The object of Dr. Grothe’s book is to give a clear insight into the wide field of American industries, in order that Europe may profit by our experience. In the first part of the volume the history of the country is [Page 64] sketched, the various influences which have affected its development are indicated, and its present real strength and industrial condition are explained. Long chapters are devoted to the auxiliaries which aid the industries of the United States, and among these great importance is attached to the stimulating effect of the patent laws, to the results of the protective tariff, and to the advantages which grow out of our rich natural productions and vast material resources. In the second part of the book each prominent branch of industry is treated separately and thoroughly, and the principal labor saving machines and inventions which have contributed so greatly to the progress of the United States in all the avenues of business are carefully described and illustrated.
But not by Dr. Grothe alone, but also by every person of observation and practical experience, is the excellence of American wares, in a wide range of manufactures, confessed. The superiority of our textile fabrics, our hardware, our agricultural implements, our craftsmen’s tools, our machinery, and of many classes of our useful and ornamental fancy goods, is generally acknowledged. Their perfection in finish, their durability, their ingenuity, their practical character, are some of the qualities which commend them and which place them in favorable contrast to the productions of other lands. Moreover, owing to the use of labor-saving machinery and well-adapted tools, the cost of manufacture, in spite of higher wages at home, is lessened to the point where competition with other nations in supplying foreign markets may fairly be tried; and there can be no doubt that a great many lines of American wares will eventually find ready sale in the German market, in some cases to the exclusion of the same classes of goods of English, French, and even of home manufacture. All this is granted.
But it is the unanimous opinion of every one with whom I have conversed on this subject that, before any great and profitable trade between the two countries can be developed, the United States must take measures to overcome an existing prejudice against the introduction of American goods into Germany—a prejudice against these goods simply because they are American goods, and in spite of the merits which they possess, and which are freely admitted.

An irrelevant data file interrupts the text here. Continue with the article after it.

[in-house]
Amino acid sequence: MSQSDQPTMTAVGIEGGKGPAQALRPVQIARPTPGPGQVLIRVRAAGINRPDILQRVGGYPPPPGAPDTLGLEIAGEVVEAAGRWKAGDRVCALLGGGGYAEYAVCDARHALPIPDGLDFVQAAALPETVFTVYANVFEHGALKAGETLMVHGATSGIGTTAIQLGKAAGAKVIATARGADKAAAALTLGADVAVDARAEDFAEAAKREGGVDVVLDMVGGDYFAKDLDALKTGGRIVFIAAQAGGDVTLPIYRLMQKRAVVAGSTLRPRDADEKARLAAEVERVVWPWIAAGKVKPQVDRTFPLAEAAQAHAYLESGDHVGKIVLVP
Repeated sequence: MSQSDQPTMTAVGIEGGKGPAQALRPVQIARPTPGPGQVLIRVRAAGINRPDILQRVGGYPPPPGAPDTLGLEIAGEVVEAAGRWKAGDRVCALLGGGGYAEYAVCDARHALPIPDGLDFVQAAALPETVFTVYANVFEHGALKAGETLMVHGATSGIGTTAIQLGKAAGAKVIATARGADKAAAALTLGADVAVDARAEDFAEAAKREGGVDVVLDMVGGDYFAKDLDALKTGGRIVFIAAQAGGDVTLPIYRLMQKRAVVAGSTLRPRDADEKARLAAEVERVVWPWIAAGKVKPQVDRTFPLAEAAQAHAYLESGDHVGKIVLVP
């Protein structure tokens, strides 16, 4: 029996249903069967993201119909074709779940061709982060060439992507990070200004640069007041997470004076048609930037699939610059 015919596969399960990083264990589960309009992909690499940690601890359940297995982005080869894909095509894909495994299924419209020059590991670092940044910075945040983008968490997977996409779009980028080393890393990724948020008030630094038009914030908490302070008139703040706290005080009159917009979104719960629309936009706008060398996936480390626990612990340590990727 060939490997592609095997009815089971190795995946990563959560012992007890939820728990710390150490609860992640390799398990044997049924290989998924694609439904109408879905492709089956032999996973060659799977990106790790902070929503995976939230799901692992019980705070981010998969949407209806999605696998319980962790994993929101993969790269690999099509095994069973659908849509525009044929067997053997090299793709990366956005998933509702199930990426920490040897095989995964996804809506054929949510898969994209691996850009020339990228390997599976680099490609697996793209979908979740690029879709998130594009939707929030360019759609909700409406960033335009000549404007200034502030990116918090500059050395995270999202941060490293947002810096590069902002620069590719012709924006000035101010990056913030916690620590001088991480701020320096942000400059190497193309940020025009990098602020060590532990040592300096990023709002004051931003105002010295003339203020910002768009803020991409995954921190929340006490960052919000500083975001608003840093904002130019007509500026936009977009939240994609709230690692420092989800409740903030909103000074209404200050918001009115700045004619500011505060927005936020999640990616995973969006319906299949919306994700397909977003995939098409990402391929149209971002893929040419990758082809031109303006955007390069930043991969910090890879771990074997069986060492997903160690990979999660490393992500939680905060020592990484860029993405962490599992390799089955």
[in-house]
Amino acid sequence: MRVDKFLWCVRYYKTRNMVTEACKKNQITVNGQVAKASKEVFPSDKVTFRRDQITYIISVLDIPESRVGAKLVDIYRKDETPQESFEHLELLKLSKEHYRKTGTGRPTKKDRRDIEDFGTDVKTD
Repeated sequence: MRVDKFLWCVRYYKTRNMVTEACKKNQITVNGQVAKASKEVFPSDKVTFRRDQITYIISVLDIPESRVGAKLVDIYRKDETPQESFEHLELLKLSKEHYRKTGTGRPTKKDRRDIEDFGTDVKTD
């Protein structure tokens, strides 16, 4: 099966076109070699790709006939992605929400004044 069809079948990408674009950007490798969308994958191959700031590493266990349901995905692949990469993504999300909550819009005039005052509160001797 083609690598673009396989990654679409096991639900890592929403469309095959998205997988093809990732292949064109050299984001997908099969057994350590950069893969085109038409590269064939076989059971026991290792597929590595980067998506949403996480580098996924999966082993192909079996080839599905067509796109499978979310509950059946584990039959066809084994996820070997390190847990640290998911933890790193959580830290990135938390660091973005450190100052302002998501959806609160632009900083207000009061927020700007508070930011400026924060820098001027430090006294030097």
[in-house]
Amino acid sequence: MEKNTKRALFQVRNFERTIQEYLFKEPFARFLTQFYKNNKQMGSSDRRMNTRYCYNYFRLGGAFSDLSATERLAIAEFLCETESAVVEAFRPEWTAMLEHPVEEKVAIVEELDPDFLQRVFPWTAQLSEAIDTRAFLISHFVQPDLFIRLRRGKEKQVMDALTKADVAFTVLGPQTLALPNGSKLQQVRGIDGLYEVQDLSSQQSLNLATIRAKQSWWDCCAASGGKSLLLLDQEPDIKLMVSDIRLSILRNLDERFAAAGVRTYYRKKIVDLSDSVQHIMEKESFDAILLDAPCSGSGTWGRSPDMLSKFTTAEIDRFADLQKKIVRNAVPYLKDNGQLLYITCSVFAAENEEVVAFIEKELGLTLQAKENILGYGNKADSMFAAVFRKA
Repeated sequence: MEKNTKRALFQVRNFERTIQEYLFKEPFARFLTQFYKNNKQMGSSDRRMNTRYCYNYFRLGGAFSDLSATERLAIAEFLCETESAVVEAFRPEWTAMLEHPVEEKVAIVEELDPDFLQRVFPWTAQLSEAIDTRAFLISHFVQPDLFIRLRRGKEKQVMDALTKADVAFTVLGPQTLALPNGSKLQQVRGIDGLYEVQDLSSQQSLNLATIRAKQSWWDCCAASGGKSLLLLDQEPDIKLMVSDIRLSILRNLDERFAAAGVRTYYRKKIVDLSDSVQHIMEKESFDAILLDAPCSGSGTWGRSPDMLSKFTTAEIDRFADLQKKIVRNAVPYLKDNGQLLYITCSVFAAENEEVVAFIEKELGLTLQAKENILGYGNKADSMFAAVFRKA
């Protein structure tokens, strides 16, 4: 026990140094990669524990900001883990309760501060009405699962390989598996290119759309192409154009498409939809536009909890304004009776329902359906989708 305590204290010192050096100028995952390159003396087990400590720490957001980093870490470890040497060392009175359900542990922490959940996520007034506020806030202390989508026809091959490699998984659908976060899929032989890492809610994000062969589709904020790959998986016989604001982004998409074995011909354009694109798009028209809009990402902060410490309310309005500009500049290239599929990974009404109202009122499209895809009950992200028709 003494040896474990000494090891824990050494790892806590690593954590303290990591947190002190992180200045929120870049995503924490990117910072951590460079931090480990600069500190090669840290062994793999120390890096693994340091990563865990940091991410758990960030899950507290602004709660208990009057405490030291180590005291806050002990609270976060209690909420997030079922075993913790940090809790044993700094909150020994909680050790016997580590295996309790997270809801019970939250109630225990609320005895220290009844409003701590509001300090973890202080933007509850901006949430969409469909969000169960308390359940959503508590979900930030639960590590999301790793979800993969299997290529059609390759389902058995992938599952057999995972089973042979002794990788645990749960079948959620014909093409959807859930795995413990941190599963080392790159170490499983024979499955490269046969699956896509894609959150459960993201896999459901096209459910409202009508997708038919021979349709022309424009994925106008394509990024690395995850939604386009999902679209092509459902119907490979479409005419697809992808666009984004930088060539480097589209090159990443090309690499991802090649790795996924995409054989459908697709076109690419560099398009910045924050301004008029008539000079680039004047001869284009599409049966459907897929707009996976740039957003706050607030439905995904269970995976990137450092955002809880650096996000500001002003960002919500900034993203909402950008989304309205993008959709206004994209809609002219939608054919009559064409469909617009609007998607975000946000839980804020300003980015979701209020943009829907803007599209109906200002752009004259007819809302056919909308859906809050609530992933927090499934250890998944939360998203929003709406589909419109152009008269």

This prejudice undoubtedly exists, and, from all that I can learn, grows stronger every day. It is caused by our high tariff, which, while it has fostered our own industries, has had the effect, it is argued, of closing our own markets to many lines of German manufactured goods. I am informed that, as a matter of principle, some merchants have absolutely determined to use every influence at their command against the introduction of American manufactures at present and until such time as an active disposition shall be manifested by ourselves toward some sort of reciprocity in tariff matters.
This question of getting us to reduce our tariff, or else of bringing so great pressure to bear upon the imperial government that the tariff of Germany shall be so revised as to discriminate against us, as France does, is now, I am told, and has been for some time past, receiving attention in the various chambers of commerce throughout the country. Certainly it is a fruitful theme of discussion at every center of trade, and the proper measures for securing some sort of relief are often excitedly canvassed. I have myself heard many arguments on the subject, the tenor of which was that while we might well be excused as a nation for having fourteen years ago adopted a high protective tariff in order, that the exigencies resulting from our civil war might be met, yet we were now in a position to show some degree of comity toward other countries, by reducing our tariff on certain articles the import of which [Page 65] under the improved conditions of our home industries would benefit others without injuring ourselves. I think there can be no doubt that this feeling of dissatisfaction with our tariff is wide-spread, and that at this juncture it works strongly against the proper introduction of American goods to the German markets, and, perhaps, to the markets of other European countries.